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Juneteenth

“. . .on June 19th, 1865. . . the Union soldiers, led by Major General Gordon Granger, landed at Galveston, Texas with news that the war had ended and that the enslaved were now free. Note that this was two and a half years after President Lincoln’s Emancipation Proclamation - which had become official January 1, 1863.”


Growing up, I remember learning about two documents authored by Abraham Lincoln: the Gettysburg Address and the Emancipation Proclamation. American history, especially for grade school students, is taught in broad strokes. Emancipation provided the moral victory of the Civil War, while the Gettysburg Address spoke to the sacrifices made by those who fought in it. Slavery ended and justice prevailed. 


Of course, the reality of our history is much more complicated than can be presented in a chapter of a fifth-grade textbook. My introduction to Juneteenth came while I lived in Texas, which made June 19th a state holiday in 1980. Emancipation was not achieved with the stroke of a pen, but gradually as the war ended and the Union was restored. Slavery did not end everywhere at once. And, while we aspire as a nation to liberty and justice for all, the history of the United States also includes many examples of falling short of the ideal that all men are created equal. 


Some of us look at our history as if it is chapters in a book, or episodes of a TV show. We want to turn the page, to put the past behind us. The Civil War ended 156 years ago. Why can’t we just “move on?” But we cannot compartmentalize our past so easily, and we still contend with the effects of “separate but equal”: redlining, Jim Crow laws, segregation and restrictive covenants. Our history is not simply a page to be turned. It is also richly woven tapestry and there are many threads that connect our past to our present. 


How diversity, equity and inclusion is an “aging” issue

 

Legal advances in civil rights are a recent part of the history of the United States. The landmark Supreme Court decision, Brown v. Board of Education, which ended legal segregation of public schools, was issued in 1954 – sixty-seven years ago. Virtually all of today’s retirees were born prior to the passage of the Civil Rights Act of 1964, the Twenty-fourth Amendment (eliminating poll taxes), the Voting Rights Act of 1965, The Civil Rights Act of 1968 (prohibiting housing discrimination) and the Equal Opportunity Act of 1972 (banning employment discrimination in local, state and federal government agencies). Access to education for people with disabilities was not guaranteed until the passage of the Education for All Handicapped Children Act of 1975. A person retiring this year at age 65 was 19 years old when access to education was guaranteed.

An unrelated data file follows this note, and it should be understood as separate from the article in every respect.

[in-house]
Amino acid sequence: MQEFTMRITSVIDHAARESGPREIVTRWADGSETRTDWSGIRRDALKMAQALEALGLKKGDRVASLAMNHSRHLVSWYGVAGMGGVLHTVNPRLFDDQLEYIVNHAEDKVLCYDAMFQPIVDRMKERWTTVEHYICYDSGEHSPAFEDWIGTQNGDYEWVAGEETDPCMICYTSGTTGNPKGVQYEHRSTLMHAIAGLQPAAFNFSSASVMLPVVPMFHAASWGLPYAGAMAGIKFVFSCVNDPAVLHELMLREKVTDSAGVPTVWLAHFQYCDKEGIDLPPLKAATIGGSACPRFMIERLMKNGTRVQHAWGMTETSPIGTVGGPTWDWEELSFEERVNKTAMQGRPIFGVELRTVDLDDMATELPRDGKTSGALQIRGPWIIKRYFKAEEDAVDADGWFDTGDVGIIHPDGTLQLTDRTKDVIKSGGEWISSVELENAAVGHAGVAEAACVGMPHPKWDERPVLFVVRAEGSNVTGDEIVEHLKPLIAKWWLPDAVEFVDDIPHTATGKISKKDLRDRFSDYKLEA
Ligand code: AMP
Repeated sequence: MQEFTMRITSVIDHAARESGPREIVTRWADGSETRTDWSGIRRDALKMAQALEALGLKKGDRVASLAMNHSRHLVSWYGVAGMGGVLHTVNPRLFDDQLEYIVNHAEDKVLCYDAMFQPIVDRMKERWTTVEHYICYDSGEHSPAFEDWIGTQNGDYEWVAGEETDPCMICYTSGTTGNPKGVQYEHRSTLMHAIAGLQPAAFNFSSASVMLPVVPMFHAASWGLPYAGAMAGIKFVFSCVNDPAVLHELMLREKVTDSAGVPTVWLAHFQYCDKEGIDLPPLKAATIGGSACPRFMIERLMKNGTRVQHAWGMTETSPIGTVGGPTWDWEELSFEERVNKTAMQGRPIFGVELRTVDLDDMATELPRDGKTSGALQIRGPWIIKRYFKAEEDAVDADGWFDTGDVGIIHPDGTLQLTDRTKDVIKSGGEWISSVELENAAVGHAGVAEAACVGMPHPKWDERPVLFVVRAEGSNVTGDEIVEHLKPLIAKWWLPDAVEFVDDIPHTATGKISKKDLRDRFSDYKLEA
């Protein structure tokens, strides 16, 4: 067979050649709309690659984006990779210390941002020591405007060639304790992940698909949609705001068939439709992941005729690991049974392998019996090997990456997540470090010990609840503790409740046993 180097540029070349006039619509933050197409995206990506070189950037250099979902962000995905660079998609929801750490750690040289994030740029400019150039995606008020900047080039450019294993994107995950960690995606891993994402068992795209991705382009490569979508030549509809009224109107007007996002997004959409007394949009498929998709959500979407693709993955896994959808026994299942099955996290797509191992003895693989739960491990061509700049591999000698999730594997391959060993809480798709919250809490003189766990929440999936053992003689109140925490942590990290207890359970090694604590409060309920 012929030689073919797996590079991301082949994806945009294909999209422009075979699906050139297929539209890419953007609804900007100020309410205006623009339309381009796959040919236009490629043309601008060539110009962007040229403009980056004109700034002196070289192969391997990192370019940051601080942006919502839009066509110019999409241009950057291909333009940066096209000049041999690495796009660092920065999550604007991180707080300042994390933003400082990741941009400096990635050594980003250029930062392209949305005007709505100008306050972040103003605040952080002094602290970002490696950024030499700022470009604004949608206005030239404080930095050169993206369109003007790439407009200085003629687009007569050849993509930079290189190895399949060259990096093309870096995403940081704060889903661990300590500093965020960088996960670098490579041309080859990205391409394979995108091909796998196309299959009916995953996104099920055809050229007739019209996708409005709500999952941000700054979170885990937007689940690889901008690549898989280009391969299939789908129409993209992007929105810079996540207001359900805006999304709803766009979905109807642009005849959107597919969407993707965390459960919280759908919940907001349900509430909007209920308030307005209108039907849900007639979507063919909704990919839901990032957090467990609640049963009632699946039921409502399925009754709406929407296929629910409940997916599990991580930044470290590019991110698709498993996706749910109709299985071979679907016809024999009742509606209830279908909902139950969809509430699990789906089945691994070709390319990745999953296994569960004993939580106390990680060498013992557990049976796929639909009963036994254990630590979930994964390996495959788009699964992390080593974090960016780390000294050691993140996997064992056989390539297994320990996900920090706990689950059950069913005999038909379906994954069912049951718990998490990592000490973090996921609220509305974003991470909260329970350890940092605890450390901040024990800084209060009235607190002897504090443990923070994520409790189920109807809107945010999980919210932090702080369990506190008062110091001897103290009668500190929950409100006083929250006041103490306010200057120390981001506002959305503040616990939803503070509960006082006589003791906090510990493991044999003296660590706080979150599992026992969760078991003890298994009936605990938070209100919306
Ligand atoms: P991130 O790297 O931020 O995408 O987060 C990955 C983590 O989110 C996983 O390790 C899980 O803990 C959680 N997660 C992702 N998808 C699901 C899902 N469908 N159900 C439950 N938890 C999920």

Civil rights legislation, along with the establishment of regulations for clean air and drinking water, and the environmental cleanup in the 1970s, helped address longstanding inequities in employment, education and housing. But they did not magically change the world overnight. Older adults from the Greatest Generation and the Baby Boom—the generations that helped establish modern civil rights and environmental standards—experience dramatic differences in health outcomes, household income and life expectancy. 


One of the miracles of the twentieth century was the increase in life expectancy. A person born in the United States in 1900 had an average life expectancy of 47 years. By the turn of the century, that number increased to over 70 years. There were a variety of contributing factors: vaccines, improvements in health care and hygiene, public health programs and infrastructure development that provided improved sanitation and water safety. Food and drug regulations, workplace safety standards and environmental cleanup efforts also contributed to people living a longer, healthier lives. But, not everyone benefitted equally.  A study from the Ohio Alliance for Innovation in Population Health reported on the dramatic differences in average age of death, with “large discrepancies in census tracts adjacent to each other.” In Cuyahoga County, the difference is as much as 37 years. There are a variety of factors that contribute to this disparity, and in past blogs I have written about the impact of social determinants on health. 


As Juneteenth nears, it is a reminder that we have unfinished business. It was years after the signing of the Emancipation Proclamation before the last slave was freed. Modern civil rights legislation was enacted in our lifetime. But that does not mean the work is over. In fact, it is just beginning. Progress has been made, but we have not reached the goal. By continuing to press for greater diversity, equity and inclusion, we can help more people achieve the American Dream and enjoy a longer, healthier lives. 

 

Notes

 

Juneteenth
https://www.juneteenth.com/
https://en.wikipedia.org/wiki/Juneteenth


Abraham Lincoln’s speeches and the Emancipation Proclamation
http://www.abrahamlincolnonline.org/lincoln/speeches/gettysburg.htm
https://www.archives.gov/exhibits/featured-documents/emancipation-proclamation/transcript.html

 

A timeline of the Civil Rights Movement
https://www.loc.gov/exhibits/civil-rights-act/legal-events-timeline.html
https://en.wikipedia.org/wiki/Race_and_health_in_the_United_States

 

Ohio University, Average Age of Death in Ohio
https://878570bd-c4fe-4dfe-8107-669a96dd214b.filesusr.com/ugd/89e8f1_4913e856b8b24598923c03716452cc30.pdf